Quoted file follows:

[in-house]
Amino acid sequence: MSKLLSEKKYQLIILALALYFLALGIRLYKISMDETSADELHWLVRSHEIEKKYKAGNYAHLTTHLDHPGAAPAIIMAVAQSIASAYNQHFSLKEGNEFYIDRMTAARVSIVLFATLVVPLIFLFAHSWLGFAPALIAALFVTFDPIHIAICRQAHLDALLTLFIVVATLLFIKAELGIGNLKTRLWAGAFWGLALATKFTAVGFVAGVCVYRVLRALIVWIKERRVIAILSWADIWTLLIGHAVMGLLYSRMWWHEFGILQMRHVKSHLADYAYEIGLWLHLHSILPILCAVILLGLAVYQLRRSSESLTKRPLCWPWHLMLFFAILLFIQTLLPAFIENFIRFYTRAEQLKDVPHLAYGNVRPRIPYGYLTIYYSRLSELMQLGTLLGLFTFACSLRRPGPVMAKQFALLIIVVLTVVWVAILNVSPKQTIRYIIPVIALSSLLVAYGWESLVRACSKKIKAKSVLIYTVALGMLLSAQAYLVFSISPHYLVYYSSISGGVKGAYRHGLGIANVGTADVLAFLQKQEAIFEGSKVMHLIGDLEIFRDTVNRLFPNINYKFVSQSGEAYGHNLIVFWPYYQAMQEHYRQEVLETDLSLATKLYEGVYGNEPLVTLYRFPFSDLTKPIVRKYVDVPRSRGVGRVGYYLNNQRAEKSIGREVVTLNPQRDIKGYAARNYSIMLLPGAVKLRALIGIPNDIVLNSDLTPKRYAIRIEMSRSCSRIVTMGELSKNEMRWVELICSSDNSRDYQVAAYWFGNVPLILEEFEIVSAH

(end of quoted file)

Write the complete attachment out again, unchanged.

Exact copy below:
[in-house]
Amino acid sequence: MSKLLSEKKYQLIILALALYFLALGIRLYKISMDETSADELHWLVRSHEIEKKYKAGNYAHLTTHLDHPGAAPAIIMAVAQSIASAYNQHFSLKEGNEFYIDRMTAARVSIVLFATLVVPLIFLFAHSWLGFAPALIAALFVTFDPIHIAICRQAHLDALLTLFIVVATLLFIKAELGIGNLKTRLWAGAFWGLALATKFTAVGFVAGVCVYRVLRALIVWIKERRVIAILSWADIWTLLIGHAVMGLLYSRMWWHEFGILQMRHVKSHLADYAYEIGLWLHLHSILPILCAVILLGLAVYQLRRSSESLTKRPLCWPWHLMLFFAILLFIQTLLPAFIENFIRFYTRAEQLKDVPHLAYGNVRPRIPYGYLTIYYSRLSELMQLGTLLGLFTFACSLRRPGPVMAKQFALLIIVVLTVVWVAILNVSPKQTIRYIIPVIALSSLLVAYGWESLVRACSKKIKAKSVLIYTVALGMLLSAQAYLVFSISPHYLVYYSSISGGVKGAYRHGLGIANVGTADVLAFLQKQEAIFEGSKVMHLIGDLEIFRDTVNRLFPNINYKFVSQSGEAYGHNLIVFWPYYQAMQEHYRQEVLETDLSLATKLYEGVYGNEPLVTLYRFPFSDLTKPIVRKYVDVPRSRGVGRVGYYLNNQRAEKSIGREVVTLNPQRDIKGYAARNYSIMLLPGAVKLRALIGIPNDIVLNSDLTPKRYAIRIEMSRSCSRIVTMGELSKNEMRWVELICSSDNSRDYQVAAYWFGNVPLILEEFEIVSAH